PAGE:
Both Chua and Rubenfeld insist that The Triple Package is not a follow-up book, or a how-to or parenting guide. Yet they realise many readers might take it that way. "That's kind of what happened with Tiger Mum," says Chua. "It wasn't a how-to book but people said: 'Oh my God, she got her daughter into Harvard, what do I do?'"

Neither of them is too worried, since the book does point out the dangers of America's present culture of glorifying instant gratification rather than old-school perseverance.

Rubenfeld says: "One of the takeaway points is that in Western countries, we're going to have to find ways to reward good, old-fashioned hard work and perseverance. It's just become difficult for people to see that old-fashioned values like that will be rewarded."

Chua adds: "I think to say it's cultural or something any family can do should not be that controversial. It's not racial (sic) to say that certain groups right now are doing better than others. There's a knee-jerk reaction, people say: 'You're talking about groups, it's got to be stereotyping.' That's just silly.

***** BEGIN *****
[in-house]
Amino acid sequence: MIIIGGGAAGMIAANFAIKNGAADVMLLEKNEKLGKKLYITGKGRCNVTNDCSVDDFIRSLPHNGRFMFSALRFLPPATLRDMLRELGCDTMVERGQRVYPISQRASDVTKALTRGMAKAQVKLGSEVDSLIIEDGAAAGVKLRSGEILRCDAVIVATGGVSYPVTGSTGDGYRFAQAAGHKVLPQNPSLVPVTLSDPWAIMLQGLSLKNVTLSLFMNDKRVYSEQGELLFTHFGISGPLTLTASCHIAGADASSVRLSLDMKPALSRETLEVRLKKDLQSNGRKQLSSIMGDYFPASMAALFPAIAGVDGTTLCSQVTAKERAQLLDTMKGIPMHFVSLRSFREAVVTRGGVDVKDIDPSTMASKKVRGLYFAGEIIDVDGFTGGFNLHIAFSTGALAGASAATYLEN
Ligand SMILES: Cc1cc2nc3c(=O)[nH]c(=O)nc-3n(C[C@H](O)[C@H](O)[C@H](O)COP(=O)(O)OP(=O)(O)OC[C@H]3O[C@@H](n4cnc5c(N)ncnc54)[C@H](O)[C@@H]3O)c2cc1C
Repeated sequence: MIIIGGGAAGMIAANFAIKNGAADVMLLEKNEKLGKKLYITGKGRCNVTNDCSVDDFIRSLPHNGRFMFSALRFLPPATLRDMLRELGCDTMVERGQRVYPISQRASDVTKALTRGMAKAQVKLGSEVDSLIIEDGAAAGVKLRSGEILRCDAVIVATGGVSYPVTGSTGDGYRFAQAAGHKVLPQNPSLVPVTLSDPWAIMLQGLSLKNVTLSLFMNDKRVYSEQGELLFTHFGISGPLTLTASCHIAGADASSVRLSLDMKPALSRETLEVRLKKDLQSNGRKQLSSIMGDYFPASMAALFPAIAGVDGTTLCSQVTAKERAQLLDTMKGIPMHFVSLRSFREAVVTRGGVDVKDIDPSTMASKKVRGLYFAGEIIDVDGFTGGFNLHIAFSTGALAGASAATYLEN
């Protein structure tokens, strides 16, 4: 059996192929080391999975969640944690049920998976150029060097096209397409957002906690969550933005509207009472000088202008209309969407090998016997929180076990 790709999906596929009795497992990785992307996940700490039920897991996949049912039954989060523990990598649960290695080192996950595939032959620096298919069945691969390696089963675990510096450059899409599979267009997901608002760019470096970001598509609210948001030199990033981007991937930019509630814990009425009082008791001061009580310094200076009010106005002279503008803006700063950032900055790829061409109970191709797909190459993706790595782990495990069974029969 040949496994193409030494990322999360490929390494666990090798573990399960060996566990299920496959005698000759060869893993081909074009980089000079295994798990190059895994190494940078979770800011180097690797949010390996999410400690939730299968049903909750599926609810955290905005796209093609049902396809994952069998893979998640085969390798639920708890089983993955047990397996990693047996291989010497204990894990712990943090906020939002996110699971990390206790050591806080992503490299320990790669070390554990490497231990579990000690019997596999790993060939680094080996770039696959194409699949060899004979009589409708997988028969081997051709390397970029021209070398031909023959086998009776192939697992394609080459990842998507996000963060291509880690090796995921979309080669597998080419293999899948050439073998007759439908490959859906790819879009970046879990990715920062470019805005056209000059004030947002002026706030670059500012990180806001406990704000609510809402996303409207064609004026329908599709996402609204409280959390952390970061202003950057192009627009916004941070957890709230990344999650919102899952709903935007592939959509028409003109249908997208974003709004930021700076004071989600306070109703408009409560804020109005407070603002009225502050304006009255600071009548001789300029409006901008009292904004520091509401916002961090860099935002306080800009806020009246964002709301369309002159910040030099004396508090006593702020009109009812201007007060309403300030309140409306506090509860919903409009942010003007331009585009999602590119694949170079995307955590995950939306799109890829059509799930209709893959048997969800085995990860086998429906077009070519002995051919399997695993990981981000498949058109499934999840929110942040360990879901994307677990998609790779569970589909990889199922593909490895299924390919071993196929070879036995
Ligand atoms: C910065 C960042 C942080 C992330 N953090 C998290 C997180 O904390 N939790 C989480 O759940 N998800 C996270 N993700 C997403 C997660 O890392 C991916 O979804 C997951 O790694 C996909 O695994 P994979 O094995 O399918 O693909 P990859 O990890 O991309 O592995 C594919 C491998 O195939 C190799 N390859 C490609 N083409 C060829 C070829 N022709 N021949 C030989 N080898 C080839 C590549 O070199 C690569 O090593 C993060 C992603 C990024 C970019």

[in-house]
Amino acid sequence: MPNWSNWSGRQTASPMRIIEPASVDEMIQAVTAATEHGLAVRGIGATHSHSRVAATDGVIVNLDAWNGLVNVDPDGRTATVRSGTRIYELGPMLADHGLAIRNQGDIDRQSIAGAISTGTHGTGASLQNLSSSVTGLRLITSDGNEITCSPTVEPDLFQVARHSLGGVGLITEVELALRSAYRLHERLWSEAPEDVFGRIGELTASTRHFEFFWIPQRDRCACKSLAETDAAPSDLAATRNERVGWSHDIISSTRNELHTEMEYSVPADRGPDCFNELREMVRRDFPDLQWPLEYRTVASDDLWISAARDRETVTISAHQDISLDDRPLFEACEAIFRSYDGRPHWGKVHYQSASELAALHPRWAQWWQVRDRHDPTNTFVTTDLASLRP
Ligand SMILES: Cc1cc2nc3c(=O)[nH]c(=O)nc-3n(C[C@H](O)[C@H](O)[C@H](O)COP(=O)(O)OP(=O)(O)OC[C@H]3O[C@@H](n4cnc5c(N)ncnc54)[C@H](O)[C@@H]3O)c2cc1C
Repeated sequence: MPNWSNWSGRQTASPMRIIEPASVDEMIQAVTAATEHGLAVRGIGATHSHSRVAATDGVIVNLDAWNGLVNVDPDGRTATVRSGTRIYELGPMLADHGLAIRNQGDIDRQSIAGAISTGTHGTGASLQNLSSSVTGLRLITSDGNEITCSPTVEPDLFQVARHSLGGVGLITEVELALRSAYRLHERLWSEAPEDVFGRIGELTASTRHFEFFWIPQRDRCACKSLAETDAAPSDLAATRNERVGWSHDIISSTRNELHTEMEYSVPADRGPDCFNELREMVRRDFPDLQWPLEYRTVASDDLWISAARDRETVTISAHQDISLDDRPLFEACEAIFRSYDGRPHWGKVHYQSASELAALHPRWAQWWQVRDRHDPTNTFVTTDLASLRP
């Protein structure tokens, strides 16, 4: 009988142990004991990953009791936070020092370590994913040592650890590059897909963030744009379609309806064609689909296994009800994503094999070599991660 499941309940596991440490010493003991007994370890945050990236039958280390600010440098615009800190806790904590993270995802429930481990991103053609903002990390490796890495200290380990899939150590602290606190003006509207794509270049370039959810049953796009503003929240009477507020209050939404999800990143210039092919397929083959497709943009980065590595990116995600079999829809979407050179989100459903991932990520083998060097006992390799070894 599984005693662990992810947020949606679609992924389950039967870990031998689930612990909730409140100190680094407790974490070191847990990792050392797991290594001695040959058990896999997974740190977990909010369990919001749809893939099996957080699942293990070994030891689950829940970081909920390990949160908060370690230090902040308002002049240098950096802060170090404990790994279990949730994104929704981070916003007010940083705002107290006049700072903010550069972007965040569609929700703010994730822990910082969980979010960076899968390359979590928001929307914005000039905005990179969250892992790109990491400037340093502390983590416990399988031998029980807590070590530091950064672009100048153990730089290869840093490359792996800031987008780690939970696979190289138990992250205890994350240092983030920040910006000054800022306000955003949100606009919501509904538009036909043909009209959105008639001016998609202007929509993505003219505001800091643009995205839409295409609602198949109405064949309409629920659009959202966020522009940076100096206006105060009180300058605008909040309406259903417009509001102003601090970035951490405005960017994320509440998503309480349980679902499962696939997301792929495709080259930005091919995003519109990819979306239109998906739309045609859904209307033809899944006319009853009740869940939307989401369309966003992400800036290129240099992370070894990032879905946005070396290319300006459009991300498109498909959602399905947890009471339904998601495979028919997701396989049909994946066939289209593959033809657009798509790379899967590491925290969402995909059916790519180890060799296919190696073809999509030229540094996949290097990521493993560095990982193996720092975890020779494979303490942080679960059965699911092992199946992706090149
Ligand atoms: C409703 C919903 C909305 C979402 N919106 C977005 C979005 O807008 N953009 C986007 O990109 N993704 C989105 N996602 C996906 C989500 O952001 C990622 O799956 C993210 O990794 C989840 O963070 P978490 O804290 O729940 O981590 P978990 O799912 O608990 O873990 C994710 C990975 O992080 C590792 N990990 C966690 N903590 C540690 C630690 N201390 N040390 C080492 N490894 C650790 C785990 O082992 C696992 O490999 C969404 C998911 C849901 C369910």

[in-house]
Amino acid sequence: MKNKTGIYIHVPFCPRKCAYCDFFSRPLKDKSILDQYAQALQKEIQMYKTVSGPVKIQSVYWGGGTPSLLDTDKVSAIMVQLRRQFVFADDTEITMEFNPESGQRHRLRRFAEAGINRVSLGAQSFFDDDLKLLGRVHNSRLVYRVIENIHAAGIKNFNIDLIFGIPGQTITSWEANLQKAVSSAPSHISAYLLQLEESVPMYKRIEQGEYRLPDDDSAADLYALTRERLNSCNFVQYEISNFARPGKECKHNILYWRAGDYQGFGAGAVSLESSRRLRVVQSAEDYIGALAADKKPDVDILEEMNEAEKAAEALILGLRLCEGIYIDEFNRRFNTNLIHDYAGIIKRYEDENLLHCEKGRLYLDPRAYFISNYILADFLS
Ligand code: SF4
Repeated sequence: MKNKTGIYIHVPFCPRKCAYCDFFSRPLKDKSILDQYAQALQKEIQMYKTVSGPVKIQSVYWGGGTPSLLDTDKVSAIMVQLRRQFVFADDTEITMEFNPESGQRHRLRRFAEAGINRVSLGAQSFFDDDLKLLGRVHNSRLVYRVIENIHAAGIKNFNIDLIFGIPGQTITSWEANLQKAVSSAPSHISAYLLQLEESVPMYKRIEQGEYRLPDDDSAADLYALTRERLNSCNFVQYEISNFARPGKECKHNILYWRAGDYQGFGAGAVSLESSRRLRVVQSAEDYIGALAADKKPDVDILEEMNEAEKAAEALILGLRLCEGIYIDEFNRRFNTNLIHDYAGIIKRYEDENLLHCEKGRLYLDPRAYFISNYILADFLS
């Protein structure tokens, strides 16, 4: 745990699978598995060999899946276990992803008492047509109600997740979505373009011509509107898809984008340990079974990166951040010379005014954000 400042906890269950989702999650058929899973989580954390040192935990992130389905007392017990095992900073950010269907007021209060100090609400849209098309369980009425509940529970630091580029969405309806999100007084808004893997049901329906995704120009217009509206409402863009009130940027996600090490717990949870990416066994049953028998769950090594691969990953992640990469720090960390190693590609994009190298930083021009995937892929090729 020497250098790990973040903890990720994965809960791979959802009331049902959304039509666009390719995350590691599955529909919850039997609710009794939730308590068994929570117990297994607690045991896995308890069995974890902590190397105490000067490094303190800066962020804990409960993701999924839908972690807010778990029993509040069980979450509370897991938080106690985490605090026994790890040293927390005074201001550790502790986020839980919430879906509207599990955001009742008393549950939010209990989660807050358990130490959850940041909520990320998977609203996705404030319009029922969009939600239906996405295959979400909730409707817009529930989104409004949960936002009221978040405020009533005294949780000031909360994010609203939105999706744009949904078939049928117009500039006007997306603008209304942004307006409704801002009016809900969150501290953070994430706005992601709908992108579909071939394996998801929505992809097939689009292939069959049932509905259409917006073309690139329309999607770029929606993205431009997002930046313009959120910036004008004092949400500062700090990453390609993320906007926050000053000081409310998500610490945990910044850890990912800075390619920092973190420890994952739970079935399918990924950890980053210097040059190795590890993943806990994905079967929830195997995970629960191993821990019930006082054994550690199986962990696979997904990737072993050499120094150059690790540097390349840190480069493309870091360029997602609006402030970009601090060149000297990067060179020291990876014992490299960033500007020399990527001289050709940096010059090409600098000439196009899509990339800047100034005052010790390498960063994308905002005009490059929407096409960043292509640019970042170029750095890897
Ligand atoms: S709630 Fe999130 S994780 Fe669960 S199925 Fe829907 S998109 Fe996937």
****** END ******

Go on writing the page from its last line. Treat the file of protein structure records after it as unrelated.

"I just hope the book, after it gets read, will be less controversial. I think it'll be like Tiger Mum. A lot of people who were so angry at me after the Wall Street Journal headline, after they read the book, they said: 'This is totally different from what I thought'. So that's kind of what I'm hoping will happen now."

Review Non-fiction


by Amy Chua and Jed Rubenfeld

Bloomsbury/Paperback/320 pages/$27 before GST/major bookstores/**1/2

The Triple Package does not set out to be racist or endorse stereotypes. Unfortunately, sloppy presentation of the authors' extensive research has led to widespread misunderstanding of the original intent.

Chua and Rubenfeld say in interviews that they want to start a conversation about what it takes to succeed in America, to show why some racial or religious groups dominate others in terms of proportional success - why Asian-Americans, Jews or Mormons produce more millionaires, CEOs or influential novelists than the national average.